• Sweet potatoes are an amazing source of vitamin A (shout out to that beta-carotene), vitamin C, copper, magnesium, fiber, vitamins B1 & B2, and phosphorus. And then you get to say sweet patoodle. My kind of perk.

Compared to pasta, which usually has at least 200 carb-dense calories/serving. For me, the main differentiator is that vegetable noodles have one nutrient-rich ingredient going into their production, while pasta is processed and preserved.

I can tell you from my four months of living in Italy that all of those ingredients, preservatives, and coloring agents do make a difference. Fresh and homemade pasta was not reserved for the most gourmet restaurants, it is just how Italians make pasta. As a result, Americans who are gluten-intolerant/sensitive tend to not experience issues.

If a trip isn’t in the near future, start experimenting with fresh zucchini noodles! Have a favorite zoodler recipe? Please share!



Time Is Of The Essence

As I’ve mentioned, Italy takes a different approach to daily routines, one that has made me never feel pressed for time- until now. I’ve been told that our time abroad is beginning to near the end, an idea I refuse to acknowledge enough to fact check.

The saddest part of this concept, isn’t all the cappuccinos, amazing professors or beautiful monuments that I will miss. It’s the presence of people, across many different programs, counting down the days until their return to US soil.

Yes, everyone is different and to each their own, etc. Yet, for me, witnessing these reactions to our last month studying abroad represents a lack of gratitude and appreciation. From Rome to Brazil to Australia, wherever you are, studying abroad is a privilege so many people are unable to experience. How could you not appreciate, cherish, and already miss every single moment?

Screen Shot 2014-04-10 at 9.51.49 AMThis value of time coincides with the Italian approach to food. Dedicated to the slow food movement, Italy has reinforced my values of eating local and knowing what you’re eating. From the traditional family restaurants to the abundance of open air markets to the beloved Made In Italy label, real food is essential to Italy.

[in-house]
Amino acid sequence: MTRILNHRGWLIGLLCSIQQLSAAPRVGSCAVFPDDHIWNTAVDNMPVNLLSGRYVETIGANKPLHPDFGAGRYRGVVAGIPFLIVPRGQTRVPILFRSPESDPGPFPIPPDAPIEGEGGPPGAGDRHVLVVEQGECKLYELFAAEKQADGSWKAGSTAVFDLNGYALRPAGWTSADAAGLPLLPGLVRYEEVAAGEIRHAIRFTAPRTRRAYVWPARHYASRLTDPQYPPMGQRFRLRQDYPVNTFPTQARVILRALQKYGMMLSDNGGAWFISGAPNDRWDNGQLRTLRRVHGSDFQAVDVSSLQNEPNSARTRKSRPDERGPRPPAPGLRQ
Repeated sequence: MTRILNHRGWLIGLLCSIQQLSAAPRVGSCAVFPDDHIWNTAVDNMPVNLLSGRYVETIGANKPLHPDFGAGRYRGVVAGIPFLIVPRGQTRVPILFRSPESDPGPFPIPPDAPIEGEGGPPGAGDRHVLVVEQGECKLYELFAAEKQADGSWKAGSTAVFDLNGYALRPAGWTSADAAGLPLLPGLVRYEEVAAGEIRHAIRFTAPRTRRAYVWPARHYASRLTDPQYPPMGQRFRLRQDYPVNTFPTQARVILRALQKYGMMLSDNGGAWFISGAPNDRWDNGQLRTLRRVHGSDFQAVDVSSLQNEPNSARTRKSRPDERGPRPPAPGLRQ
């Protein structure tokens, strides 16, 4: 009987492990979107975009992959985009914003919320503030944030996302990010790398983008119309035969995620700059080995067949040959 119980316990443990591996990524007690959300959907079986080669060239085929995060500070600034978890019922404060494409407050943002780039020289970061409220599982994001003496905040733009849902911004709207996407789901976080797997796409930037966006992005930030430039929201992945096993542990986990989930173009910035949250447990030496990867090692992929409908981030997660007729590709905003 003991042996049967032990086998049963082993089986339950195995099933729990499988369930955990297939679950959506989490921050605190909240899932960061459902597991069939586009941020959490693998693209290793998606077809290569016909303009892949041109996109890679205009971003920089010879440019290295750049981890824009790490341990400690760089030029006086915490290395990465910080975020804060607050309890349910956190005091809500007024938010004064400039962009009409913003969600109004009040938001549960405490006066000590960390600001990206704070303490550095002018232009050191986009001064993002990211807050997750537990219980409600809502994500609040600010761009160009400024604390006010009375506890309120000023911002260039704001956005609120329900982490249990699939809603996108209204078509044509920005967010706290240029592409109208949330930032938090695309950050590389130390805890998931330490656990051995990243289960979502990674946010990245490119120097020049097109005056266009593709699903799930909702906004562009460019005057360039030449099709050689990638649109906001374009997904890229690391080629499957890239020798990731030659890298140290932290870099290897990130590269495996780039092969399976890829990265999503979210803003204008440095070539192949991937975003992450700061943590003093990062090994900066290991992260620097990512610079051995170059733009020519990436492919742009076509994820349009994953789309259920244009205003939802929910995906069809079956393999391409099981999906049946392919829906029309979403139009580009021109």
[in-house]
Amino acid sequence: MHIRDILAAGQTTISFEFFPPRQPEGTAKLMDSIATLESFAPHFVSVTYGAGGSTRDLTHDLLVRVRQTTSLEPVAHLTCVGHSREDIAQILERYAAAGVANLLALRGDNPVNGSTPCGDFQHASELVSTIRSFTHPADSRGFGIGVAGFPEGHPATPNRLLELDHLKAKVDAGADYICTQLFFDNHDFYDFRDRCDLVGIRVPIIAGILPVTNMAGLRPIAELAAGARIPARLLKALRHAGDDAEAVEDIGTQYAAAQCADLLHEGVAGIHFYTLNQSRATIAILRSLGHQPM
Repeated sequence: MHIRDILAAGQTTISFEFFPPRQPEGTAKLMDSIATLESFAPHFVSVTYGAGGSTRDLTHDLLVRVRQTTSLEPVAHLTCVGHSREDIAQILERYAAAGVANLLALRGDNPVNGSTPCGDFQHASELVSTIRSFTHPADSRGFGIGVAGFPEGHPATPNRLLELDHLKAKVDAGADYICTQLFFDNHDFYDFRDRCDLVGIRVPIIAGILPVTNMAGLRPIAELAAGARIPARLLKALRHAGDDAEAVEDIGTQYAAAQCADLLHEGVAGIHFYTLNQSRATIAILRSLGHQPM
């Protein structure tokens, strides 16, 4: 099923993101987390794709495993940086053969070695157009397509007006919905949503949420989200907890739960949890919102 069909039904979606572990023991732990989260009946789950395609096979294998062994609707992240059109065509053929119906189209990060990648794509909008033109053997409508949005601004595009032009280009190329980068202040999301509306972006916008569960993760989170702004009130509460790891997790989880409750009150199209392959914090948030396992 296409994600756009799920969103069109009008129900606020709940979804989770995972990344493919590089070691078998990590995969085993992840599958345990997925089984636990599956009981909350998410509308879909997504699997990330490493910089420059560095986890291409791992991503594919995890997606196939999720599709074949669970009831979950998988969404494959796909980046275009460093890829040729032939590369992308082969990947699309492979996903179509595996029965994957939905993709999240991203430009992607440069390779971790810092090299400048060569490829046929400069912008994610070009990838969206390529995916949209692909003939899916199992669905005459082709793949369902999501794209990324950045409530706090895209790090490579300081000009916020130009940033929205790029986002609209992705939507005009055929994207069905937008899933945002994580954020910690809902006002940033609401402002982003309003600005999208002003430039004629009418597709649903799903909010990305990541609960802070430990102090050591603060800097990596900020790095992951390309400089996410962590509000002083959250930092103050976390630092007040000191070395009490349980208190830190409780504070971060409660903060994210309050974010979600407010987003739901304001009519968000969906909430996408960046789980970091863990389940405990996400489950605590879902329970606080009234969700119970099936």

Similar to students ready to return home, our usual approach to food speeds along a process in a way that compromises quality and experience. Our Sustainable Foods professor, Sergio, says we are “enslaved by speed,” meaning we allow a lack of time to decide everything about our lives, especially what we eat. After an amazing weekend field trip to the Abruzzo region of Italy, where we only ate food grown and produced on the farm and watched cheese being made, the value of taking your time with food was driven home.

Everywhere around the world, especially the US, we take quality ingredients for granted and attempt to make the process of cooking and eating as efficient as possible. Few people want to know where their meat or produce come from, and have even less interest in the process it took for their meal to get there.

Started in Italy by Carlo Petrini and a group of activists in the 1980’s, Slow Food began in response to the opening of the first McDonald’s in Rome. Even though there are now 10 Roman locations, this is no sign of a Slow Food defeat.

Followed first by Germany and Switzerland, the Slow Food movement gained international recognition, even leading to Slow Food USA in 2000.

IMG_1782Eating is one of the simplest, yet most memorable, ways of experiencing a culture. This makes quality food universally and cross-culturally valued, something I experienced first hand in Istanbul. Walking past the fishermen waiting patiently by the river, walking through bustling fish markets, then visiting the famous fish sandwich vendors and enjoying our meal on said river; the simplicity was impossible to ignore. Sergio often reminds us to ask ourselves where our food comes from. All at once I could see where my fish came from, and each step of the production process, usually kept clandestine by the food industry. This transparent, local and sustainable approach to food is one of my most sacred memories of Istanbul.

What this all comes down to, is there will never be enough time; but we have more control over how we spend it than we admit. Whether it’s a semester abroad or ingredients for dinner, we’ll experience so much more if we make the most of what we are given. Skype shouldn’t trump scenic walks through foreign streets; 15 minutes isn’t better spent Facebook stalking than cooking real meals; and opportunities for connecting and building relationships with those around you shouldn’t be swapped for updating that silly countdown.

True appreciation of the experiences we are given, whatever they may be, calls for a mindset that focuses on what you have accomplished, enjoyed and grown from- not when it will be over.

And if you’re truly doing it right, what you take away from these once in a lifetime opportunities won’t have an expiration date. You’ll meet people with an open mind, thinking of that one roommate that pleasantly surprised you; you’ll say yes to invitations out of your comfort zone, remembering everything you gained from new cultural experiences; and most importantly, you’ll have gratitude that needs not a reminder.